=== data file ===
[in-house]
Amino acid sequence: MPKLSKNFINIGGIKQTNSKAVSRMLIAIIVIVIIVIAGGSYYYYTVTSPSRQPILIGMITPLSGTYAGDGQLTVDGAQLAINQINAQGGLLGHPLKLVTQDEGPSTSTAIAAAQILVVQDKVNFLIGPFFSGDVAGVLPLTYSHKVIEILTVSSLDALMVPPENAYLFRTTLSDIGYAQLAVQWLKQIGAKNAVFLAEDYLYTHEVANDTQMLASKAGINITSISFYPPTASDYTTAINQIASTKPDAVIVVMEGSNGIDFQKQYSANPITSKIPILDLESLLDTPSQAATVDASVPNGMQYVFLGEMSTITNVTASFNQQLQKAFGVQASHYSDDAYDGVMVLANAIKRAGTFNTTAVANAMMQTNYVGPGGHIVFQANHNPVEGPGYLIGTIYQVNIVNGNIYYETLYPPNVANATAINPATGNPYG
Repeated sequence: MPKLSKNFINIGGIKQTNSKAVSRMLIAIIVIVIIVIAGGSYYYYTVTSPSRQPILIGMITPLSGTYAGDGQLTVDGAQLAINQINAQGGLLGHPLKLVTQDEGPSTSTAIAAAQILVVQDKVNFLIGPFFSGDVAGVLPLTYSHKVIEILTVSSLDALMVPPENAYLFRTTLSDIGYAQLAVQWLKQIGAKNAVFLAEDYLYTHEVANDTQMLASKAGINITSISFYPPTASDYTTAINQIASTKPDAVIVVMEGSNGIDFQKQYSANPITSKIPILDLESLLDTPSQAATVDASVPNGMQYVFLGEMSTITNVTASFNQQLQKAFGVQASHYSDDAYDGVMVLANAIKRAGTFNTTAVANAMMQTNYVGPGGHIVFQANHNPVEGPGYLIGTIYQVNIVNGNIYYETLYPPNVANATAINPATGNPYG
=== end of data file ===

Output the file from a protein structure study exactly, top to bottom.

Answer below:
[in-house]
Amino acid sequence: MPKLSKNFINIGGIKQTNSKAVSRMLIAIIVIVIIVIAGGSYYYYTVTSPSRQPILIGMITPLSGTYAGDGQLTVDGAQLAINQINAQGGLLGHPLKLVTQDEGPSTSTAIAAAQILVVQDKVNFLIGPFFSGDVAGVLPLTYSHKVIEILTVSSLDALMVPPENAYLFRTTLSDIGYAQLAVQWLKQIGAKNAVFLAEDYLYTHEVANDTQMLASKAGINITSISFYPPTASDYTTAINQIASTKPDAVIVVMEGSNGIDFQKQYSANPITSKIPILDLESLLDTPSQAATVDASVPNGMQYVFLGEMSTITNVTASFNQQLQKAFGVQASHYSDDAYDGVMVLANAIKRAGTFNTTAVANAMMQTNYVGPGGHIVFQANHNPVEGPGYLIGTIYQVNIVNGNIYYETLYPPNVANATAINPATGNPYG
Repeated sequence: MPKLSKNFINIGGIKQTNSKAVSRMLIAIIVIVIIVIAGGSYYYYTVTSPSRQPILIGMITPLSGTYAGDGQLTVDGAQLAINQINAQGGLLGHPLKLVTQDEGPSTSTAIAAAQILVVQDKVNFLIGPFFSGDVAGVLPLTYSHKVIEILTVSSLDALMVPPENAYLFRTTLSDIGYAQLAVQWLKQIGAKNAVFLAEDYLYTHEVANDTQMLASKAGINITSISFYPPTASDYTTAINQIASTKPDAVIVVMEGSNGIDFQKQYSANPITSKIPILDLESLLDTPSQAATVDASVPNGMQYVFLGEMSTITNVTASFNQQLQKAFGVQASHYSDDAYDGVMVLANAIKRAGTFNTTAVANAMMQTNYVGPGGHIVFQANHNPVEGPGYLIGTIYQVNIVNGNIYYETLYPPNVANATAINPATGNPYG